By Xolile Mtshazo, Sunday World, 2017-06-15

The Newlands, Cape Town-based geometric engineering graduate founded her start-up, 3DPower, in 2014. Since then she has experienced unprecedented growth.

Embryonic social entrepreneur Lethabo Motswaledi is bringing joy and everlasting memories to parents on how their unborn babies looked like during pregnancy.

The Newlands, Cape Town-based geometric engineering graduate founded her start-up, 3DPower, in 2014. Since then she has experienced unprecedented growth.

Motswaledi, 23, described geometric engineering as “the science of measurement, correlating design and layout in order to see the world in a three-dimensional (3D) environment or view”.

With her HelloBaby 3D prints, which she spent two years developing, Motswaledi now has clients ranging from doctors, who recommend her work to their pregnant patients, corporates, private clinics and hospitals. “It’s a project I’ve worked on internally, in mind, and externally, using electronics, together with my partner and classmate Matthew Westway.”

Motswaledi’s 3DPower is the first company in Africa to be credited with successfully converting 3D ultra-sounds into prints. “Moms absolutely love the 3D prints and are spreading the word. I’m now getting clients through word of mouth,” said Motswaledi.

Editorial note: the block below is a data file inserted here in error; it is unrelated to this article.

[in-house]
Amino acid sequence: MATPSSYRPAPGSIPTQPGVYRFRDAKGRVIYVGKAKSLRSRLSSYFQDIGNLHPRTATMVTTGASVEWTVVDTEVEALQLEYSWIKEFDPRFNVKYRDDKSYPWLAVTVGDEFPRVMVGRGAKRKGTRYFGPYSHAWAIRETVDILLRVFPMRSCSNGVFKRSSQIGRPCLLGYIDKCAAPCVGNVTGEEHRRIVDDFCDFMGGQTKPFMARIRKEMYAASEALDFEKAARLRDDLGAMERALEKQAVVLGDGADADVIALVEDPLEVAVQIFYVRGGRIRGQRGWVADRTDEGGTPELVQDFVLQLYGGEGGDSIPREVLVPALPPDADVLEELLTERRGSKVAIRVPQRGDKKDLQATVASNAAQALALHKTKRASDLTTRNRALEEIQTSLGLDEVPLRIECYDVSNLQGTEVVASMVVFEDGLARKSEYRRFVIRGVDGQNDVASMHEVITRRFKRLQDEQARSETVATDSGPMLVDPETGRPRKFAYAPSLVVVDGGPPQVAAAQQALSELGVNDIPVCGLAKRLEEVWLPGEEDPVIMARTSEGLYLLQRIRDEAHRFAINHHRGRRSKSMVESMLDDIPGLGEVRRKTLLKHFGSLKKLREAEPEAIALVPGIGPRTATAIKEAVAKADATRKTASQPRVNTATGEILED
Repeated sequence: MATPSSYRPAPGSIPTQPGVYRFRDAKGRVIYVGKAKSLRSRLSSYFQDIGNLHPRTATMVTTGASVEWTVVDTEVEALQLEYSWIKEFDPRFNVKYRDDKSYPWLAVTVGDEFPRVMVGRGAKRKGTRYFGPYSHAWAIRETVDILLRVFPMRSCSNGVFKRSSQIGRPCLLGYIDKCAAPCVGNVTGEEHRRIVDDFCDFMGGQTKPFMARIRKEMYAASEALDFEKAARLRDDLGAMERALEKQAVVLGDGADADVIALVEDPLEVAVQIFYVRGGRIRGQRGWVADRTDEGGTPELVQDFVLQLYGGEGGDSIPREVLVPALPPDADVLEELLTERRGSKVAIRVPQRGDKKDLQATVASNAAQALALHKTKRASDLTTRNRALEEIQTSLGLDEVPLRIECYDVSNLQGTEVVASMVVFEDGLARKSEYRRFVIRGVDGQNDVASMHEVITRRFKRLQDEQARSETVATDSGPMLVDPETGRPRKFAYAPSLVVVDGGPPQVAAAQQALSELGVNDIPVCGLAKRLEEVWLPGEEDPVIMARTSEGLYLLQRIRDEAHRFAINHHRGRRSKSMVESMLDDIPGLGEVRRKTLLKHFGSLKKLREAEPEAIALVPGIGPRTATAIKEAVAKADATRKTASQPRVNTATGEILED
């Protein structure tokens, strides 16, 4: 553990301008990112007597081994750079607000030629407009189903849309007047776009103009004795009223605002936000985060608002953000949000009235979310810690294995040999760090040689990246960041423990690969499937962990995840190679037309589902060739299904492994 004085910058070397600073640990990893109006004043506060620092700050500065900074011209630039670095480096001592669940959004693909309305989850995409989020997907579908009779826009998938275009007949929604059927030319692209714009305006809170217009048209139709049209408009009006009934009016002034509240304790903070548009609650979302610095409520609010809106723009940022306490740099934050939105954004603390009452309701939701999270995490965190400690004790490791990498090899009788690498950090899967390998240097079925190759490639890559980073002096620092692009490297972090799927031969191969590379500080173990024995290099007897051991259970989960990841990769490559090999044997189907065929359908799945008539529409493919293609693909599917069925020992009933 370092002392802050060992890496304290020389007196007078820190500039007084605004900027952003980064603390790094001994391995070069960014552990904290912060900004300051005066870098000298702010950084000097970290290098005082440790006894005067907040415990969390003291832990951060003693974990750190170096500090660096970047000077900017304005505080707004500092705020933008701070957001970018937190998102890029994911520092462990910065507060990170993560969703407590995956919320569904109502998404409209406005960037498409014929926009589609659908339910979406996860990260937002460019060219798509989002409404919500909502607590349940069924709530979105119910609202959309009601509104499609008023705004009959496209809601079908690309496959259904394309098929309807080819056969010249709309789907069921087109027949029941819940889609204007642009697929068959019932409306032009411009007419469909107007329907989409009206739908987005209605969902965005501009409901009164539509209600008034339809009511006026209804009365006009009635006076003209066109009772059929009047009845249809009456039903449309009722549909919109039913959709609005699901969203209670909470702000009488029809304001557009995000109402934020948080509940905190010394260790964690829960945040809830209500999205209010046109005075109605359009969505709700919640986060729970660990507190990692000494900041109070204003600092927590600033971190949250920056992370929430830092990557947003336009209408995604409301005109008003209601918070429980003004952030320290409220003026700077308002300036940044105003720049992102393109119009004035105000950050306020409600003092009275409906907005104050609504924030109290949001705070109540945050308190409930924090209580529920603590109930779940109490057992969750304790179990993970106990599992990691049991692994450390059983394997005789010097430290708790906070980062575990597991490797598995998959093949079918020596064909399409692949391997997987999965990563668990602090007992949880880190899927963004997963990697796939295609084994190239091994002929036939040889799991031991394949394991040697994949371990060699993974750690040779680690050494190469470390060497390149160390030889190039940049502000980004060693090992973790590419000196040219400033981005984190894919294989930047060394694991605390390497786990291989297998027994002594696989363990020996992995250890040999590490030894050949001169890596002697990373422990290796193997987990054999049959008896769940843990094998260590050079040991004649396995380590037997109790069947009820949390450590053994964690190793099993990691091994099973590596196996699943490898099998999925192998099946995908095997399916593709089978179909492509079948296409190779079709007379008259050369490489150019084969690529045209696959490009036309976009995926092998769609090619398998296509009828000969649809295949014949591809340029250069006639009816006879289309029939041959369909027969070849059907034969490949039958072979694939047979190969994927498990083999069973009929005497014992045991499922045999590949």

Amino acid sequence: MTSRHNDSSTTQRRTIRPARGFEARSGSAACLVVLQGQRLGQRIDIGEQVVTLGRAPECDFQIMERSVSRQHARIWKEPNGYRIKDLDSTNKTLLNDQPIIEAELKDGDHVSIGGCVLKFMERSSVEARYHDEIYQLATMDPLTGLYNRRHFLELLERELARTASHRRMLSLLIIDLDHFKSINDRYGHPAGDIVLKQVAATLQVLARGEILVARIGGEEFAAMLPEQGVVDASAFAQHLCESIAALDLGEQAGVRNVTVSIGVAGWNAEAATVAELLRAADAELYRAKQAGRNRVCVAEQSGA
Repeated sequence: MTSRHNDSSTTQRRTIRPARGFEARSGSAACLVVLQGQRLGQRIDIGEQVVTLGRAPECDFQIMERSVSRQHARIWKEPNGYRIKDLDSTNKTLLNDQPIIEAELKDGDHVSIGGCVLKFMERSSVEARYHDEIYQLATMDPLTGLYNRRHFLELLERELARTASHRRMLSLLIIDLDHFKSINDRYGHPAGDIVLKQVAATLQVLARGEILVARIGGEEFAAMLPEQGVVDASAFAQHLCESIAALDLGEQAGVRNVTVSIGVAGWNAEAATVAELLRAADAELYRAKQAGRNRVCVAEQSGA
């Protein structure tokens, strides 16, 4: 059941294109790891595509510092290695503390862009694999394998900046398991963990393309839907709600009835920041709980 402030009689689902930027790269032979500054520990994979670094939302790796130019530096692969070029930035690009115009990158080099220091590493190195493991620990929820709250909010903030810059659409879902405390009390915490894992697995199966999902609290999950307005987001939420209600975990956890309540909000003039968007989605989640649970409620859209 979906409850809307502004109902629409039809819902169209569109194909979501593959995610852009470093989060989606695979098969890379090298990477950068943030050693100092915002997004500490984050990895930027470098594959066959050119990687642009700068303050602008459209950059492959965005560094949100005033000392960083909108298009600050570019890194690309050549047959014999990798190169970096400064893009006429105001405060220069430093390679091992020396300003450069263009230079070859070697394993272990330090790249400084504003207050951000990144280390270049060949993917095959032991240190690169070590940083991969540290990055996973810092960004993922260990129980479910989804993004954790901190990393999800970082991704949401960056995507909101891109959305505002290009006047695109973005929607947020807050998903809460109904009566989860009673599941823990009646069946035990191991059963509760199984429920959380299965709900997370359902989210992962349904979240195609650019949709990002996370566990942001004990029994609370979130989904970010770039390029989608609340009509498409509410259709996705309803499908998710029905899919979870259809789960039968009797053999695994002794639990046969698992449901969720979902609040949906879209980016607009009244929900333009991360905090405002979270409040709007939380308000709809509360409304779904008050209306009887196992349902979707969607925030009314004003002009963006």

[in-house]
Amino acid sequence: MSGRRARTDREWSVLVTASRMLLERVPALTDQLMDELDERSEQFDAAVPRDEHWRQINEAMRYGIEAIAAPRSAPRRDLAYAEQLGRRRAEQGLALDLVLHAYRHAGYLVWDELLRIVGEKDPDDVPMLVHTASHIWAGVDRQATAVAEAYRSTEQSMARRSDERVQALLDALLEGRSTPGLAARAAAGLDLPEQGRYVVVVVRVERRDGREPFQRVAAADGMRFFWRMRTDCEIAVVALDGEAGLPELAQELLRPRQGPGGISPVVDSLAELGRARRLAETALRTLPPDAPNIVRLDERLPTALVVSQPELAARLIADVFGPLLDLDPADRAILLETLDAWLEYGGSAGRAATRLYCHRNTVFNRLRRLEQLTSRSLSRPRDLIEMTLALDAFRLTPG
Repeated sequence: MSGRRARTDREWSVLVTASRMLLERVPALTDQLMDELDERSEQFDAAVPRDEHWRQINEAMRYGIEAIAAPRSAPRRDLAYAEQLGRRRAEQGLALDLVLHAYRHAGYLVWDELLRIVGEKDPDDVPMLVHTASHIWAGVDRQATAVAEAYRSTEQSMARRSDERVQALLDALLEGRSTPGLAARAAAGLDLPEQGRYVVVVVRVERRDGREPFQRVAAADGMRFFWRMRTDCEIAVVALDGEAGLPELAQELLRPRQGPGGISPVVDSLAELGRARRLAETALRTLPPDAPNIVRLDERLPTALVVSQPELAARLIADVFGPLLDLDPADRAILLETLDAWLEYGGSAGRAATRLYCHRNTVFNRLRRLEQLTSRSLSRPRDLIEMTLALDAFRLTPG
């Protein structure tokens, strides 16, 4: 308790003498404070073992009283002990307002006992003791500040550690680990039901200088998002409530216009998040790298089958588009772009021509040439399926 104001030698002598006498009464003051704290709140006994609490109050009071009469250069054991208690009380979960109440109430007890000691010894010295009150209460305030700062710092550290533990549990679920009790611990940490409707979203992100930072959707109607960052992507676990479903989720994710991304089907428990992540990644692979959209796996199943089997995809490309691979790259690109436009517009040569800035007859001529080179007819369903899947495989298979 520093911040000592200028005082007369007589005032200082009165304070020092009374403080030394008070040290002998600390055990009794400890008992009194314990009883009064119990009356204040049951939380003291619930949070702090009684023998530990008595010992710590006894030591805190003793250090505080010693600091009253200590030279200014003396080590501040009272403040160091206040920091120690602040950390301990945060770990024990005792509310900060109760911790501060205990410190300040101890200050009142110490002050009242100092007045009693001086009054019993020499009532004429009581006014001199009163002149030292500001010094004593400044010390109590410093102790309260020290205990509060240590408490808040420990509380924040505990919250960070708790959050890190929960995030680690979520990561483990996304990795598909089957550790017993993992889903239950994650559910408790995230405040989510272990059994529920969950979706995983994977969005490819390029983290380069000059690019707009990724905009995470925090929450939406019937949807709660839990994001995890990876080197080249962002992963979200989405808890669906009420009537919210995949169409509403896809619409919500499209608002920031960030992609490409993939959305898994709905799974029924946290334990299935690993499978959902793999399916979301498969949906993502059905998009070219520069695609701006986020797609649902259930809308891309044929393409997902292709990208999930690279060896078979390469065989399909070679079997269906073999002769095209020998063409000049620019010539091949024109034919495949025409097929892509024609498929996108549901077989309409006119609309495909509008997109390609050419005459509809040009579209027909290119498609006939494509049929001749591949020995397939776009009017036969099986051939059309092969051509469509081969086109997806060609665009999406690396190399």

“However, I don’t work directly with patients or expectant mothers, the doctors are the most important stakeholders between HelloBaby and their patients.

“Besides doctors, we now have a number of healthcare facilities recommending us to pregnant mothers, who in turn spread the word.

“The relationship dynamics are rapidly moving. The milestone was to have working relations with the national Fetal Assessment Centre, based here in Cape Town, as well as a few clients in Johannesburg.”

Motswaledi said although she would have gone to the mainstream corporate world after graduating, she always felt the urge to be independent and do her “own thing”.

“As a child who was fortunate enough to be from a family of accomplished individuals, I felt that I had big shoes to fill and that I had to make something of myself.”

With a business on the go in the competitive 3D printing industry, she is well on her way to filling those shoes.

She said she vividly recalls eagerly filling in the application for the Allan Gray Orbis Foundation Fellowship, feeling like she was born to answer some of the questions and taking it far more seriously than her university application.

Her’s and Westway’s second product, The Hourglass Project, forms part of a nation-building project that enjoys support from both the Nelson Mandela Foundation and the World Design Organisation.

“I felt that regardless of what I studied, I would always ultimately pursue a life in entrepreneurship.”

With this in mind and her hands-on experience gained at the foundation, she turned down every job offer she received after graduating and chose instead to delve into the cut-throat world of start-ups.

“3DPower projects are starting to take most of my time. As we are approaching Mandela Day next month, we’ve a number of projects coming up that we’re doing in partnership with the Nelson Mandela Foundation, Vodacom and Aspen Pharmaceuticals,” said Motswaledi.

“With the help of these organisations, we’re open to help empower other smaller start-ups to realise their vision.”

This is despite Motswaledi’s 3DPower still emerging and in its infancy stage.

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